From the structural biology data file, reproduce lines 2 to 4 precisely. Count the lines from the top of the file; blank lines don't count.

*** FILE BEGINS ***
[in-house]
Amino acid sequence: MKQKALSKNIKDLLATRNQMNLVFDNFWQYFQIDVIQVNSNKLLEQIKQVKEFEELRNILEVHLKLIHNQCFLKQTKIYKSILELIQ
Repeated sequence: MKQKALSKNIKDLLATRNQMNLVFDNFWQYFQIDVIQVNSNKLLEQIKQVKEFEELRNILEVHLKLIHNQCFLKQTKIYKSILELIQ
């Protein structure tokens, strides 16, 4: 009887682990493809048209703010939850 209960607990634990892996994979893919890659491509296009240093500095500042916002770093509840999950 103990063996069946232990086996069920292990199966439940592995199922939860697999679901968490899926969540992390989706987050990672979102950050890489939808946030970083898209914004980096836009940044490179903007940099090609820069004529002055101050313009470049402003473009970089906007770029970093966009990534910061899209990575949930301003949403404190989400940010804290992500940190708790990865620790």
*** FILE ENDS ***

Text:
Amino acid sequence: MKQKALSKNIKDLLATRNQMNLVFDNFWQYFQIDVIQVNSNKLLEQIKQVKEFEELRNILEVHLKLIHNQCFLKQTKIYKSILELIQ
Repeated sequence: MKQKALSKNIKDLLATRNQMNLVFDNFWQYFQIDVIQVNSNKLLEQIKQVKEFEELRNILEVHLKLIHNQCFLKQTKIYKSILELIQ
């Protein structure tokens, strides 16, 4: 009887682990493809048209703010939850 209960607990634990892996994979893919890659491509296009240093500095500042916002770093509840999950 103990063996069946232990086996069920292990199966439940592995199922939860697999679901968490899926969540992390989706987050990672979102950050890489939808946030970083898209914004980096836009940044490179903007940099090609820069004529002055101050313009470049402003473009970089906007770029970093966009990534910061899209990575949930301003949403404190989400940010804290992500940190708790990865620790």